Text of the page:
But some do notice. San Diego-based venture capitalist and TV host Paul Kedrosky, for example, complained on his blog in January that while he was traveling his computer “was sending out enormous amounts of traffic.” The IT people at his firm discovered that the machine was routing Skype traffic as a supernode. Computerworld magazine found that “in supernode mode, Skype is reputedly able to saturate 100 Mbit/second connections.” In layman’s terms, those are fast connections. The average Skype user’s PC is much less taxed than this, obviously. The possibility of becoming a supernode is written into Skype’s end-user license agreement, but not explicitly: The word “supernode” is never used. The license speaks of “permission to utilize the processor and bandwidth of your computer for the limited purpose of facilitating the communication between Skype Software users.”

The criteria for a subscriber PC to be chosen for use as a “supernode” aren’t really clear although the Computerworld article linked above suggests that if your machine has a high speed Internet connection and a routeable IP address (e. g. not behind the average home router with Network Address Translation (NAT)), you are a good candidate.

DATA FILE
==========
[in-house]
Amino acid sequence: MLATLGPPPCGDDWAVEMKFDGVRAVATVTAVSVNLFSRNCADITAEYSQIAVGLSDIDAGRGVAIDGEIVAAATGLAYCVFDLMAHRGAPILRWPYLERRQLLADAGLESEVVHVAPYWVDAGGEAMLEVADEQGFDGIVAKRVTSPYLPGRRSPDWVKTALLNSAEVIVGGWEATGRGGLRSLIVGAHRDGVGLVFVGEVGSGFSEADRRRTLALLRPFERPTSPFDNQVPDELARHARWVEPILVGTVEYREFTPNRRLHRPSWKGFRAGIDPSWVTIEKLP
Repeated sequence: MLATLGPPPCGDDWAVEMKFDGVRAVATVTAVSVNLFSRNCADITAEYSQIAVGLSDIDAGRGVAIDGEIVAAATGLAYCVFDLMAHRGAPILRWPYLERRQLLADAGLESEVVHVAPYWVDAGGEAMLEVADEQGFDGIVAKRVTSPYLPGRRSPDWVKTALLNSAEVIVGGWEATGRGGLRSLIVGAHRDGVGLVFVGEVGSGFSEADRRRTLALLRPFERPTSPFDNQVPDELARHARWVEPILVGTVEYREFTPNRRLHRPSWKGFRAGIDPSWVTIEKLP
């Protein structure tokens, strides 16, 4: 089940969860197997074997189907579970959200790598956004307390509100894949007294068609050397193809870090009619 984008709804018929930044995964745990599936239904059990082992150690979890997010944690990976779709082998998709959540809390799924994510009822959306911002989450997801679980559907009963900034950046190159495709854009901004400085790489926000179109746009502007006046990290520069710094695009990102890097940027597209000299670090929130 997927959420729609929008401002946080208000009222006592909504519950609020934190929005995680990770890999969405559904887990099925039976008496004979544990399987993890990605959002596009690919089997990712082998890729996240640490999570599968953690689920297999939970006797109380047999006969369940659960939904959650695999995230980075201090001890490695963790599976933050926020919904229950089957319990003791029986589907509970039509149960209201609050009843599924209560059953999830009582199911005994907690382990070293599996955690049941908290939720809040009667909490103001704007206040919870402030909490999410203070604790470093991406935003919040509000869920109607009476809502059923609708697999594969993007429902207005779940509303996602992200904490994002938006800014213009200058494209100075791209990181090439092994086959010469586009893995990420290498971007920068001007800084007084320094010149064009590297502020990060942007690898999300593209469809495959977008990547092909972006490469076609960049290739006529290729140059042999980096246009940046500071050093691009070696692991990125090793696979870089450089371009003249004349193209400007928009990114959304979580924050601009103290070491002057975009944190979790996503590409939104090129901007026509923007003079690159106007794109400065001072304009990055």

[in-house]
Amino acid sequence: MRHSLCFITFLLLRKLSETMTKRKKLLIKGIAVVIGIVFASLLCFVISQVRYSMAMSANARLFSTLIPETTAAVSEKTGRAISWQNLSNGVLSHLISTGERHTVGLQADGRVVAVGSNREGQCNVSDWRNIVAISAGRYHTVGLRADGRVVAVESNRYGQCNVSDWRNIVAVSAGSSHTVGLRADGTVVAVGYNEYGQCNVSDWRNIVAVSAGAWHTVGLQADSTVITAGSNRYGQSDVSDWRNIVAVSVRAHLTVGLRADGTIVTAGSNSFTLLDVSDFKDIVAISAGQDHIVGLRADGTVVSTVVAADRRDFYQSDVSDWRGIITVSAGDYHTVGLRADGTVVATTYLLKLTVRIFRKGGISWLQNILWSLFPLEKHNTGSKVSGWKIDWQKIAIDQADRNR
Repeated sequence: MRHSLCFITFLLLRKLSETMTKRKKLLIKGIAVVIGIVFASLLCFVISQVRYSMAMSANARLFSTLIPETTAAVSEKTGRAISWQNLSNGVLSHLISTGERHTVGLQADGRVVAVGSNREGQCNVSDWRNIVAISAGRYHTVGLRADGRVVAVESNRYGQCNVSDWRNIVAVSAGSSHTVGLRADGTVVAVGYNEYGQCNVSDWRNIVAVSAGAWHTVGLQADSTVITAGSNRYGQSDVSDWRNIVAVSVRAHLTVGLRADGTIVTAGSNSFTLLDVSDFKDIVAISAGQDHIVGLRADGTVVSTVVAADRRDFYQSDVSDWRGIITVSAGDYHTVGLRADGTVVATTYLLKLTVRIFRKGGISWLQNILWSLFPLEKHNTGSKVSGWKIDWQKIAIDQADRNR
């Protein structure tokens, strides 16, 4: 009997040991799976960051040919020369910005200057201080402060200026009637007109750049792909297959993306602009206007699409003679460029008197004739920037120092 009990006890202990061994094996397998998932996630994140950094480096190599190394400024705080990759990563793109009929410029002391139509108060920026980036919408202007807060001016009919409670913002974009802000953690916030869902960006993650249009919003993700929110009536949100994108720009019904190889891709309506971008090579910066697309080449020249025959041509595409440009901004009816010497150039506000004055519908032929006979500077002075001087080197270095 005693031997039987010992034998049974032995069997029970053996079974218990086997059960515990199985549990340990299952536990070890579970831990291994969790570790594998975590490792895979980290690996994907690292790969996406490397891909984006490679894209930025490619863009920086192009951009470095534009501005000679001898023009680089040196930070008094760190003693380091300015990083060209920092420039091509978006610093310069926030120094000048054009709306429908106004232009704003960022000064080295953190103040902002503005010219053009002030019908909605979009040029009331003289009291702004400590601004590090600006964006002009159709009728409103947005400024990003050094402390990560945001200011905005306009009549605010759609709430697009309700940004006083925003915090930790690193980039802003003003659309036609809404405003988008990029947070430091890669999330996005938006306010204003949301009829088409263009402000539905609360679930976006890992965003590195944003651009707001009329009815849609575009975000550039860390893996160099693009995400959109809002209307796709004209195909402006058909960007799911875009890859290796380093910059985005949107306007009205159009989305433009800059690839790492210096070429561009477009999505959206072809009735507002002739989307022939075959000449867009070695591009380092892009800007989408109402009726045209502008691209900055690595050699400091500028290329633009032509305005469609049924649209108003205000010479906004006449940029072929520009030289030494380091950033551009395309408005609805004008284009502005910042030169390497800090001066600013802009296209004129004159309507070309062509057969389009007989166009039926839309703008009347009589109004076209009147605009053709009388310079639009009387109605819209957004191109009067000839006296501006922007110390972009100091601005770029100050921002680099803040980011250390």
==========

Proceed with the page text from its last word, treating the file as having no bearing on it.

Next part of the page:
There’s much more by following the link including worries about security and legal regulations that might require Skype users to store any traffic routed through their machines. Nicholas Carr notes how using customer machines to provide infrastructure seems to be critical to Skype’s business model and that there it is no such thing as a free ride. I’m wondering about the multitudes of other VoIP services and how many of them are really P2P applications too?

Posted at 10:53 am. Filed under Companies, Internet, P2P, Skype, VoIP

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January 3, 2006

Skype partners roll out the hardware at CES

The International Consumer Electronics Show starts Thursday, but to get ahead of the cloud of press releases some vendors have “launched” early and Skype is no exception. Their big news isn’t with Skype’s base VoIP service, but with the hardware partners they have signed up – Alliances with Creative, D-Link, IPEVO, Kodak, Netgear, Panasonic, and VTech Illustrate Skype Market Leadership.

The emphasis seems to be mostly on integrating Skype with normal phone equipment:

VTech USB7100 Phone – availability of the previously announced VTech USB phone, expandable with up to four handsets and allows users to view their online contacts. It’s dual line for both Skype and regular telephone service and has cordless handsets.

D-Link Skype USB Phone Adapter (DPH-50U) – a Skype phone adapter that enables the use of Skype on a traditional phone.